It’s hard for people to walk away from someone holding a surfboard — something I learned as I witnessed the magnetic power of man-meets-wave-riding-device while staying warm in the off-Atlantic sun as men and women in pastel colors glance at Ulysse Nardin watches on their way to the pool. Or was it the little RV’s surprisingly robust air conditioner? Hospitality is always sure to lure them in.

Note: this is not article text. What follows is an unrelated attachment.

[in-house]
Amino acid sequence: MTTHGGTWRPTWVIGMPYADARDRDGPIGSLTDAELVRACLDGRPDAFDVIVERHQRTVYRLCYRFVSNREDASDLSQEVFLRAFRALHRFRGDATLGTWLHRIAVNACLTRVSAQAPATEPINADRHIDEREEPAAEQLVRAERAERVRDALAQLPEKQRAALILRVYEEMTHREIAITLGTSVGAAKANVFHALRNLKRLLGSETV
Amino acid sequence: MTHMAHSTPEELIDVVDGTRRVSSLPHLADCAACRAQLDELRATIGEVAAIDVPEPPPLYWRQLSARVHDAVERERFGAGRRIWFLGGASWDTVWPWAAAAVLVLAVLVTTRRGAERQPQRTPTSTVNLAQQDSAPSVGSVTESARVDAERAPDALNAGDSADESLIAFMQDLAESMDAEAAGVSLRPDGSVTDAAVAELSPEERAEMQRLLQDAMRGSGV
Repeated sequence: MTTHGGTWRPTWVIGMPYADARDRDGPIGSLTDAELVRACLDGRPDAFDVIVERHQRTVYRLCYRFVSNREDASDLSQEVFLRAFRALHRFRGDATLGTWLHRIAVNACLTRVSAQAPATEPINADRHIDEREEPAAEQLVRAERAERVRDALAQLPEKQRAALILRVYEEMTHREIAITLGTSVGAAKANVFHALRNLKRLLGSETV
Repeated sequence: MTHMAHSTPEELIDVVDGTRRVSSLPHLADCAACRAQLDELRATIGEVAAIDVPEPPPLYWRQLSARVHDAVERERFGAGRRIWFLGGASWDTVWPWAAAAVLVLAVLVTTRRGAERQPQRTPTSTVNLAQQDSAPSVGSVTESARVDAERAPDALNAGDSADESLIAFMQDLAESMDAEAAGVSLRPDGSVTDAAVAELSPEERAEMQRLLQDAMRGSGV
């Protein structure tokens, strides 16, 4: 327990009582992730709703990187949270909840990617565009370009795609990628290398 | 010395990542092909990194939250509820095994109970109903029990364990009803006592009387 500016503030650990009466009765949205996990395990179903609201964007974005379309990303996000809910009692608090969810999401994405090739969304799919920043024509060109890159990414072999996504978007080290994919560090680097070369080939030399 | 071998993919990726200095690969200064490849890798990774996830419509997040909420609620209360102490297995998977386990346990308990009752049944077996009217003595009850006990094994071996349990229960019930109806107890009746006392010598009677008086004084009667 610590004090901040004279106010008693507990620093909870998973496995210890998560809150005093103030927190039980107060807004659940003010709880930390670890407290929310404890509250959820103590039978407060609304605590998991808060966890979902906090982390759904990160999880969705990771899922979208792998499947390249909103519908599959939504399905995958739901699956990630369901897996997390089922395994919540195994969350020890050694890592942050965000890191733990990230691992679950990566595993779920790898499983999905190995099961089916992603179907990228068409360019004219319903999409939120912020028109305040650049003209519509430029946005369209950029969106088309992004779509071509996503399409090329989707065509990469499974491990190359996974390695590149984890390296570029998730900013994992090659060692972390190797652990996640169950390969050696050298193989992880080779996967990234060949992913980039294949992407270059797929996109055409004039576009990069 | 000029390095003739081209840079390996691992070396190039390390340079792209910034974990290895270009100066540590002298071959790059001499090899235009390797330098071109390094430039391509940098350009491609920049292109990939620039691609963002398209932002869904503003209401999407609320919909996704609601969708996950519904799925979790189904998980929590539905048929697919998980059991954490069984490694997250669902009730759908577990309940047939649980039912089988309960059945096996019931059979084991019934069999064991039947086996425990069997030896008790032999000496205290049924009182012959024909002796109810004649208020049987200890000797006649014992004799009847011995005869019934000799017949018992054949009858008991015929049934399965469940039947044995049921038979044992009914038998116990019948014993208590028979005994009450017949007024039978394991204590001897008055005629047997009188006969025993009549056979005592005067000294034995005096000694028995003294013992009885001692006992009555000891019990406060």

While boastful product launches and TV commercials are excellent brand-building activities, it is time spent in the field with actual consumers that will make or break a luxury watch brand tomorrow. Gaining market share in a long-depressed retail market in America is about groundwork like this: taking watches, talking heads, and notable experiences on the road to where the people are. Ulysse Nardin gets this. And as the brand continues to make good to stories and then share them, the appeal to new and existing watch consumers alike will thrive, as a result. Watch brand managers who lead with their sleeves rolled up already own the future. Learn more at the Ulysse Nardin watches website here.